Maybe the current plan is to make the areas so depressing that people stop having kids or the young adults all move away so the towns disappear.
I wouldn't call it a "plan" but it is the most likely long term result. I have sympathy for the older sections of the current working age population, as in the article there's not much more incentive for an unemployed, unqualified, 50-something ex-miner with no savings to migrate elsewhere to futilely look for work, but for the younger generations, this is surely what will happen.
But this is hardly new, and neither is the American experience unique. Go and look at the picturesque industrial archaeology in Swaledale - once a hive of industry, now a rural backwater. Look at "ghost towns" the world over, deserted when the oil/gold/coal ran out.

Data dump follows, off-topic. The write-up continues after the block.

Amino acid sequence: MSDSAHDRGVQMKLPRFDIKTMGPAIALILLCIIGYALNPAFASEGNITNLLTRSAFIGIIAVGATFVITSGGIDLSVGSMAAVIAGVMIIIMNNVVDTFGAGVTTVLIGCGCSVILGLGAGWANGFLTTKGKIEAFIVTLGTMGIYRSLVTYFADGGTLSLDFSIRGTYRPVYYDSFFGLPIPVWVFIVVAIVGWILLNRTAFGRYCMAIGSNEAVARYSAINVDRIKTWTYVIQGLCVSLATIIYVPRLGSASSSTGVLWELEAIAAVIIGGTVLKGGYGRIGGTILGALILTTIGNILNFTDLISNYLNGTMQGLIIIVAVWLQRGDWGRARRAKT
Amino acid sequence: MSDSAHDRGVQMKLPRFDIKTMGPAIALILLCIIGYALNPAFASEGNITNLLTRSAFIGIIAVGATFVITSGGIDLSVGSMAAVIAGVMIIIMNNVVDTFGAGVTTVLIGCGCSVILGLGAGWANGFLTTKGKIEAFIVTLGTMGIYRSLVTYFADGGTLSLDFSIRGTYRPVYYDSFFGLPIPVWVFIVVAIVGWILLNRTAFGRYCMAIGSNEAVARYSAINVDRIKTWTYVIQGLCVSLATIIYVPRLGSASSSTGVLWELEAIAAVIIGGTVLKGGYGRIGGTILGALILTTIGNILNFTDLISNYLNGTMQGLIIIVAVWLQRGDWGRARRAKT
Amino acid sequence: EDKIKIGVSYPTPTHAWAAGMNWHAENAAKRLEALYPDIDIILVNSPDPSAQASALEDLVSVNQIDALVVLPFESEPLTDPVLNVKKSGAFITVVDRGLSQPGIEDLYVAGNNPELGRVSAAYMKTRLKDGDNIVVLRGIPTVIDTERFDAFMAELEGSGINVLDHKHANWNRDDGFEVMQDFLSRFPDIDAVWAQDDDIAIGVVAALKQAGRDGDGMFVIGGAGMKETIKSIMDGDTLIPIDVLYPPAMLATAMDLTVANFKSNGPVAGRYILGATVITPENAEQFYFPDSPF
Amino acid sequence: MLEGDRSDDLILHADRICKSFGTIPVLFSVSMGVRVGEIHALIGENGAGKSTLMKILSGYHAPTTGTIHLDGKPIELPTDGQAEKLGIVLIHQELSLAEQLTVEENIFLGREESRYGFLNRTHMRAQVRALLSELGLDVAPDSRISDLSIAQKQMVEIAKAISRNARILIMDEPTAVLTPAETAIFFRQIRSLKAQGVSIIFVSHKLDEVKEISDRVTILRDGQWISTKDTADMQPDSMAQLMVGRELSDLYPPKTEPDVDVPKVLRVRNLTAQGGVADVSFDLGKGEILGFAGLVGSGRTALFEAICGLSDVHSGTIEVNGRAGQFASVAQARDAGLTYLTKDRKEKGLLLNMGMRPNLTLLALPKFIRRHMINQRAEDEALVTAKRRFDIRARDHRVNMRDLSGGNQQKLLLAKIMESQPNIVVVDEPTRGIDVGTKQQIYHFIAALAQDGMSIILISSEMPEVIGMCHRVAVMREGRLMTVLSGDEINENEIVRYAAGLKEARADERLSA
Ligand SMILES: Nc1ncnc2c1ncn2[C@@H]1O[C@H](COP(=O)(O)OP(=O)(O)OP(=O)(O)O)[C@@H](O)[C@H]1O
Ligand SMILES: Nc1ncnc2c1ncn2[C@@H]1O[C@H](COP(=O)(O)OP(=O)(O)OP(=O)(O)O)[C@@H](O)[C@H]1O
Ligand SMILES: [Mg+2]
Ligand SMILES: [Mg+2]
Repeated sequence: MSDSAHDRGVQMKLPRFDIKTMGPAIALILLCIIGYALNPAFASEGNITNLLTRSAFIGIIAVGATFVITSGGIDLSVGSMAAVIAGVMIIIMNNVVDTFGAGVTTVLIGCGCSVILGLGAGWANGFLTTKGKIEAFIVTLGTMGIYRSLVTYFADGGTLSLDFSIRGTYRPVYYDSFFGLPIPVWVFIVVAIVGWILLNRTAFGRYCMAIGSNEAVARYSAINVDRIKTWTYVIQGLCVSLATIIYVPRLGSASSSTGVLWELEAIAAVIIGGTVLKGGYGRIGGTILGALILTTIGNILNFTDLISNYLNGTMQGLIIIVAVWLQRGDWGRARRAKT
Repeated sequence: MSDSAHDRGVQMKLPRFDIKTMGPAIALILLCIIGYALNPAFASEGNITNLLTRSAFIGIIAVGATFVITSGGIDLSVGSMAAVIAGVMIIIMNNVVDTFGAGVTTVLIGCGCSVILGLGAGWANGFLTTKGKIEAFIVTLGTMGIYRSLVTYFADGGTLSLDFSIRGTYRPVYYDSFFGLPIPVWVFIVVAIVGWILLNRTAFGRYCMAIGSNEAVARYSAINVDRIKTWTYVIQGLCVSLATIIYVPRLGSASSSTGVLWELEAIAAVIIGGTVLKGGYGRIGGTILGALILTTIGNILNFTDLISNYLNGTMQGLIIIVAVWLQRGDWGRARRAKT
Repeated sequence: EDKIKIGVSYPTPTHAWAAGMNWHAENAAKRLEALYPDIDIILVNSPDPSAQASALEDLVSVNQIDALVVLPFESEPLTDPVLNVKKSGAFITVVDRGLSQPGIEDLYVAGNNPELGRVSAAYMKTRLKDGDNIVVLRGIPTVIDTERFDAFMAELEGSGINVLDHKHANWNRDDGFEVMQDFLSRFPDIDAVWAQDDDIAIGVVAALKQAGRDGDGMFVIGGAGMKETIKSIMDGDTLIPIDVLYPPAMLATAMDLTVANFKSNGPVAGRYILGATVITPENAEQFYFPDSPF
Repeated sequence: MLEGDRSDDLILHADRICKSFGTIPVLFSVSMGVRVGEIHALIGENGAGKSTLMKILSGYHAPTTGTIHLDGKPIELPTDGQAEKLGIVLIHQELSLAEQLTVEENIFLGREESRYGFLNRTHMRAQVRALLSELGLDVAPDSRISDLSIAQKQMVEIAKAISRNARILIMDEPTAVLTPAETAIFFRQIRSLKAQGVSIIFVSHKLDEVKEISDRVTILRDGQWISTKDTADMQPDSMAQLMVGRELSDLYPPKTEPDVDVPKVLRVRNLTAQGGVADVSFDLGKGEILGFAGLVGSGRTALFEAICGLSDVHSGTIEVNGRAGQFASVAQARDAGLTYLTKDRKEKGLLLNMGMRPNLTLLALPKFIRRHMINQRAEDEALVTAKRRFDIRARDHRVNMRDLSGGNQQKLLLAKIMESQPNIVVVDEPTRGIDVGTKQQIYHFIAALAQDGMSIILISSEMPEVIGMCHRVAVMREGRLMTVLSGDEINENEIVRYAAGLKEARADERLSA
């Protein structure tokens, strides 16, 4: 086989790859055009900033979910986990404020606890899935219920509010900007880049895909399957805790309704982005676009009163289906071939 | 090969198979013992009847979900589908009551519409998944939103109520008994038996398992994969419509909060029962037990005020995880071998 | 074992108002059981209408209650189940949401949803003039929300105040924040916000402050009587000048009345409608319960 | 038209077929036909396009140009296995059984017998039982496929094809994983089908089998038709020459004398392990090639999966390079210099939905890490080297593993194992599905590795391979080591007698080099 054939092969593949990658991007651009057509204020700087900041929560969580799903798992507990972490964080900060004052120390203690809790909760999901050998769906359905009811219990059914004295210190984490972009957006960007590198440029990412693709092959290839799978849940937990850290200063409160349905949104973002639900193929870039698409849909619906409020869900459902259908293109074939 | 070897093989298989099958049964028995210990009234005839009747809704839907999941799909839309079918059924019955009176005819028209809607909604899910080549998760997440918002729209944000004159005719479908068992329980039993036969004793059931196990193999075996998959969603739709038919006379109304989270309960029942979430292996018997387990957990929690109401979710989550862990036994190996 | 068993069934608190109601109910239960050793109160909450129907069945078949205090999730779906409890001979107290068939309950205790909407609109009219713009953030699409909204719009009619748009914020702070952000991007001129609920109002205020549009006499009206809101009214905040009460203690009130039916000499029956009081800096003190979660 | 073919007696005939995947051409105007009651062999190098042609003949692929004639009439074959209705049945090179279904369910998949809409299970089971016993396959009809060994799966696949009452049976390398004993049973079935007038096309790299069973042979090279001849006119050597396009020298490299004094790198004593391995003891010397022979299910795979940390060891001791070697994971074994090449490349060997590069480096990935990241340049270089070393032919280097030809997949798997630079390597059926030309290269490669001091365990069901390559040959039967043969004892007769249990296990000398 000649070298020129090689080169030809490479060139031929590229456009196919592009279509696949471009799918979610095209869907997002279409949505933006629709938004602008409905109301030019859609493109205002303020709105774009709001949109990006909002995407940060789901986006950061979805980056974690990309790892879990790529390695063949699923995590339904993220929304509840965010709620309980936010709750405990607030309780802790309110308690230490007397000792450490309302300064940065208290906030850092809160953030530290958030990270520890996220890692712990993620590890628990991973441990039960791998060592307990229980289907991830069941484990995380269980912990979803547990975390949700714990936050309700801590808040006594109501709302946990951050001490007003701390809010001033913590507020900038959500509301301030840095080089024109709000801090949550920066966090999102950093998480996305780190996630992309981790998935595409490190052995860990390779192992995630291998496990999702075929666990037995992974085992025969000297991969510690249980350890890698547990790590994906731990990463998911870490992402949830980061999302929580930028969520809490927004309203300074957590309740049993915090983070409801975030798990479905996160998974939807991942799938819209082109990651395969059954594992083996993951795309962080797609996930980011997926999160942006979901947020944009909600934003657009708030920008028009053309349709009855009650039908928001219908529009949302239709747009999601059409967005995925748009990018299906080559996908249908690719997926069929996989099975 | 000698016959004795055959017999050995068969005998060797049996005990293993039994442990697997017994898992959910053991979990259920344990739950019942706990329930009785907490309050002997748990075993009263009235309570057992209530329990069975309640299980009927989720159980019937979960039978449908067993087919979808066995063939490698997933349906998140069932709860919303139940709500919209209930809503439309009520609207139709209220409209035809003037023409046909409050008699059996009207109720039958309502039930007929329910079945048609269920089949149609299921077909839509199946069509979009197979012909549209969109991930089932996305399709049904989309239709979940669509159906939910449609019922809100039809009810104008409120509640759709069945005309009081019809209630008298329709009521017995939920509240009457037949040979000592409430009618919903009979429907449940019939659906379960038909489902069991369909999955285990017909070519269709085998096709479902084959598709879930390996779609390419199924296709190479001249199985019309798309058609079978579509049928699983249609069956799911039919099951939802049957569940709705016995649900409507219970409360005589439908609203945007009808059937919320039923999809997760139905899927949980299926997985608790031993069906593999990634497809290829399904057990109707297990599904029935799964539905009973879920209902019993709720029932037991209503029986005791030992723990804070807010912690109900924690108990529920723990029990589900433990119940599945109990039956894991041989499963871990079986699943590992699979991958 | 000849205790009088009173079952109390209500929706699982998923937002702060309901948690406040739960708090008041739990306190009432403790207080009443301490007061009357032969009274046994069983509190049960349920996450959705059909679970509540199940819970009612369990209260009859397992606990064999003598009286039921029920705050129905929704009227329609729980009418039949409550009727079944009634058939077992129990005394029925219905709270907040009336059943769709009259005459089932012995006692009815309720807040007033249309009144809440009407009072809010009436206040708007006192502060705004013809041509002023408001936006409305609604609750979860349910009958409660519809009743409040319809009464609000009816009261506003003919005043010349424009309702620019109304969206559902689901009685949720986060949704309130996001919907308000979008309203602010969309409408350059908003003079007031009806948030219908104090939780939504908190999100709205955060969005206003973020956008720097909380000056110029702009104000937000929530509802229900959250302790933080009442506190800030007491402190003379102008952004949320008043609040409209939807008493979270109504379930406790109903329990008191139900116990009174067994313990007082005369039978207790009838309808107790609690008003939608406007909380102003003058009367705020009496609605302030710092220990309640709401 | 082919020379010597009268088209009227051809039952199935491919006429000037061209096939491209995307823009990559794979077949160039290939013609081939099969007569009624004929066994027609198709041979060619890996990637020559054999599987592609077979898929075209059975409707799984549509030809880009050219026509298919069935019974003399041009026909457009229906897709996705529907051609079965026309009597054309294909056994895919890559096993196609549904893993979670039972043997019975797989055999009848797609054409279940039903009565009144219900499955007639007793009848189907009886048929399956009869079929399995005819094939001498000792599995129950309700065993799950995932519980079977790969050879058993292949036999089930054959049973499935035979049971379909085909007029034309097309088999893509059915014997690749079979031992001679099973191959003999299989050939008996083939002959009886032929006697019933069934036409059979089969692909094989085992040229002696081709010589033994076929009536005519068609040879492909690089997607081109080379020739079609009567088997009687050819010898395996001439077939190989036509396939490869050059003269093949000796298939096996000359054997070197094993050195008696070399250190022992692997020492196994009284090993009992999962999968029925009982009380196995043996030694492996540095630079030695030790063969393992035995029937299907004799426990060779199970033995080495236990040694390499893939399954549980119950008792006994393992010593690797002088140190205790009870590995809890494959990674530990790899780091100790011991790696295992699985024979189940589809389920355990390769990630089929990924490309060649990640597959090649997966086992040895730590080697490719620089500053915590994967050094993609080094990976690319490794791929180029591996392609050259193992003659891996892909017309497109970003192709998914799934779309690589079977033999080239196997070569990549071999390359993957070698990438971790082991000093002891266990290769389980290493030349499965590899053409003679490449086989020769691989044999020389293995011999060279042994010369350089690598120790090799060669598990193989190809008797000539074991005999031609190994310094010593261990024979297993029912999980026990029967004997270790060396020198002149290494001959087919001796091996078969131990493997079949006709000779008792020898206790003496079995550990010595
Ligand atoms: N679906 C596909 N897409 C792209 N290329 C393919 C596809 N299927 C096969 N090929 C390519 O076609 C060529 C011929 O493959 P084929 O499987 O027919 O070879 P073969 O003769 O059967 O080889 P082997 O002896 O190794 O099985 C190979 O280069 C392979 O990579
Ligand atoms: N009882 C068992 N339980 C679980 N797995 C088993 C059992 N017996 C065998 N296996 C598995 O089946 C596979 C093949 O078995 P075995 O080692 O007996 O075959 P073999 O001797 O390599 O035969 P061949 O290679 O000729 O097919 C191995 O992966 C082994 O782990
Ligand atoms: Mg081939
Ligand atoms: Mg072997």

These towns are done. Finished. Kaput. Over.
The only thing keeping them going, frankly, is benefit dependency. The only reason anyone other than an older, unemployed ex-miner waiting for death would stay rather than looking to migrate to somewhere with more prospects is the idea that you can sustain a life, in the long term, on "hand-outs" from the state.